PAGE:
author = "Gregg Joslin and Robert Fallon and Joseph Bullock and Adams, {Steven P.} and Perlmutter, {David H.}",
year = "1991",
language = "English (US)",
volume = "266",
pages = "11282--11288",
journal = "Journal of Biological Chemistry",
issn = "0021-9258",
publisher = "American Society for Biochemistry and Molecular Biology Inc.",
number = "17",

}

TY - JOUR

T1 - The SEC receptor recognizes a pentapeptide neodomain of α1-antitrypsin-protease complexes

AU - Joslin, Gregg

AU - Fallon, Robert

AU - Bullock, Joseph

AU - Adams, Steven P.

AU - Perlmutter, David H.

PY - 1991

Y1 - 1991

N2 - Formation of the covalently stabilized α-antitrypsin (α1-AT)-neutrophil elastase complex, the archetype of serpin-enzyme complexes, results in a structurally rearranged α1-AT molecule that possesses chemoattractant activities, mediates an increase in synthesis of α1-AT by mononuclear phagocytes and hepatocytes, and is more rapidly cleared from the circulation than is the native α1-AT molecule. We have recently identified an abundant, high affinity cell surface receptor on human hepatoma HepG2 cells and human monocytes that binds α1-AT-elastase complexes, mediates endocytosis and lysosomal degradation of α1-AT-elastase complexes, and induces an increase in synthesis of α1-AT. We have referred to this receptor as the serpin-enzyme complex, or SEC, receptor because it also recognizes complexes of serpins antithrombin III, α1-antichymotrypsin, and C1 inhibitor with their cognate enzymes. In the current study, we show that a pentapeptide domain in the carboxyl terminal fragment of α1-AT (amino acids 370-374, FVFLM) is sufficient for binding to the SEC receptor. A synthetic analog of this pentapeptide (peptide 105C, FVYLI) blocks binding and internalization of α1-AT-125I-trypsin complexes by HepG2 cells. 125I-Peptide 105C binds specifically and saturably to HepG2 cells, and its binding is blocked by α1-AT-trypsin or α1-AT-elastase complexes. Alterations of this sequence introduced into synthetic peptides (mutations, deletions, or scrambling) demonstrate that binding of the pentapeptide domain is sequence-specific. Comparisons with the sequences of other serpins in the corresponding region indicate that this pentapeptide neodomain is highly conserved.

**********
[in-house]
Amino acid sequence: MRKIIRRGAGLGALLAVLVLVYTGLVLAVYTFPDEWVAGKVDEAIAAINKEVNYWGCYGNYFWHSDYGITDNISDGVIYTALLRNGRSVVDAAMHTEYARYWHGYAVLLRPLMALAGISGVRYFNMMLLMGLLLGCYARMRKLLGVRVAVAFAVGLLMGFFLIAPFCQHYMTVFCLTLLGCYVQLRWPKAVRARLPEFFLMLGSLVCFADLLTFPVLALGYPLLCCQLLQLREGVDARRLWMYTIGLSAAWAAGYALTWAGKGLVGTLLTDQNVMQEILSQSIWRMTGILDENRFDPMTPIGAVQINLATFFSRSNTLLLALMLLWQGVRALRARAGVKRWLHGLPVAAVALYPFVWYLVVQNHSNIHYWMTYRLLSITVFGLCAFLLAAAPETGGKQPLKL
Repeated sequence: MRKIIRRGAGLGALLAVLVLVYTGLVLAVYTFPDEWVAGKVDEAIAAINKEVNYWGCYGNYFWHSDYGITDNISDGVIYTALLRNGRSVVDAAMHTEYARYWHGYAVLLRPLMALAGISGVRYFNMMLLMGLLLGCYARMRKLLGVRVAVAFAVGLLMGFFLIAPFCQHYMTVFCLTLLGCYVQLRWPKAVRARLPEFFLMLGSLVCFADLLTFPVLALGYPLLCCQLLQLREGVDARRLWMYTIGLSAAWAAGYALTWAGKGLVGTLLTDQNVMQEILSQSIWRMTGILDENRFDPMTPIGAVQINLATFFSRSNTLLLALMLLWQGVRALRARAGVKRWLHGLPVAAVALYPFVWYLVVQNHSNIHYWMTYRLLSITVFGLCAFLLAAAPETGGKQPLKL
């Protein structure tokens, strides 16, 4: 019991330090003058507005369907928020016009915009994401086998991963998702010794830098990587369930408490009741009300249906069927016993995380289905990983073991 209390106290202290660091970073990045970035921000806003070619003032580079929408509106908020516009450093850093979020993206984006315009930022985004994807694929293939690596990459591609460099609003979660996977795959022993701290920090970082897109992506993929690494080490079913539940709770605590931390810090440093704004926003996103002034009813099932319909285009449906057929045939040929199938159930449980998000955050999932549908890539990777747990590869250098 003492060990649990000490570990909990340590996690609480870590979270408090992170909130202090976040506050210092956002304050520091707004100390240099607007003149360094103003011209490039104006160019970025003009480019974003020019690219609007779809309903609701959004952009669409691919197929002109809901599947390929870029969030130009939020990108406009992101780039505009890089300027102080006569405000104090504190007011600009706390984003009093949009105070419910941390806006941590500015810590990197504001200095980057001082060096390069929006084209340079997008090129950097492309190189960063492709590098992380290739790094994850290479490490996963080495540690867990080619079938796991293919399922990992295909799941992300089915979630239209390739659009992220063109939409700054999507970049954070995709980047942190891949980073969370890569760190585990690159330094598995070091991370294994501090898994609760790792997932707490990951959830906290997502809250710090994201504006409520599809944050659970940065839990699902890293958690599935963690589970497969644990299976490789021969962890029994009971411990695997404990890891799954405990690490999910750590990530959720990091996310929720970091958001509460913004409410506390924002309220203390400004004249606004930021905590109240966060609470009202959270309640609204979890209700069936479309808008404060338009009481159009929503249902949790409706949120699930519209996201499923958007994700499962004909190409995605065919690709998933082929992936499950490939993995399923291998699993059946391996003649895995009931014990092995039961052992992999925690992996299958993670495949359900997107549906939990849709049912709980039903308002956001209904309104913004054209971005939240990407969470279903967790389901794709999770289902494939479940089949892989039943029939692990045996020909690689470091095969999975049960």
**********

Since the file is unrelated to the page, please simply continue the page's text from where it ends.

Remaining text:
AB - Formation of the covalently stabilized α-antitrypsin (α1-AT)-neutrophil elastase complex, the archetype of serpin-enzyme complexes, results in a structurally rearranged α1-AT molecule that possesses chemoattractant activities, mediates an increase in synthesis of α1-AT by mononuclear phagocytes and hepatocytes, and is more rapidly cleared from the circulation than is the native α1-AT molecule. We have recently identified an abundant, high affinity cell surface receptor on human hepatoma HepG2 cells and human monocytes that binds α1-AT-elastase complexes, mediates endocytosis and lysosomal degradation of α1-AT-elastase complexes, and induces an increase in synthesis of α1-AT. We have referred to this receptor as the serpin-enzyme complex, or SEC, receptor because it also recognizes complexes of serpins antithrombin III, α1-antichymotrypsin, and C1 inhibitor with their cognate enzymes. In the current study, we show that a pentapeptide domain in the carboxyl terminal fragment of α1-AT (amino acids 370-374, FVFLM) is sufficient for binding to the SEC receptor. A synthetic analog of this pentapeptide (peptide 105C, FVYLI) blocks binding and internalization of α1-AT-125I-trypsin complexes by HepG2 cells. 125I-Peptide 105C binds specifically and saturably to HepG2 cells, and its binding is blocked by α1-AT-trypsin or α1-AT-elastase complexes. Alterations of this sequence introduced into synthetic peptides (mutations, deletions, or scrambling) demonstrate that binding of the pentapeptide domain is sequence-specific. Comparisons with the sequences of other serpins in the corresponding region indicate that this pentapeptide neodomain is highly conserved.

UR - http://www.scopus.com/inward/record.url?scp=0025822649&partnerID=8YFLogxK

UR - http://www.scopus.com/inward/citedby.url?scp=0025822649&partnerID=8YFLogxK

M3 - Article

VL - 266

SP - 11282

EP - 11288

JO - Journal of Biological Chemistry

JF - Journal of Biological Chemistry

SN - 0021-9258

IS - 17

ER -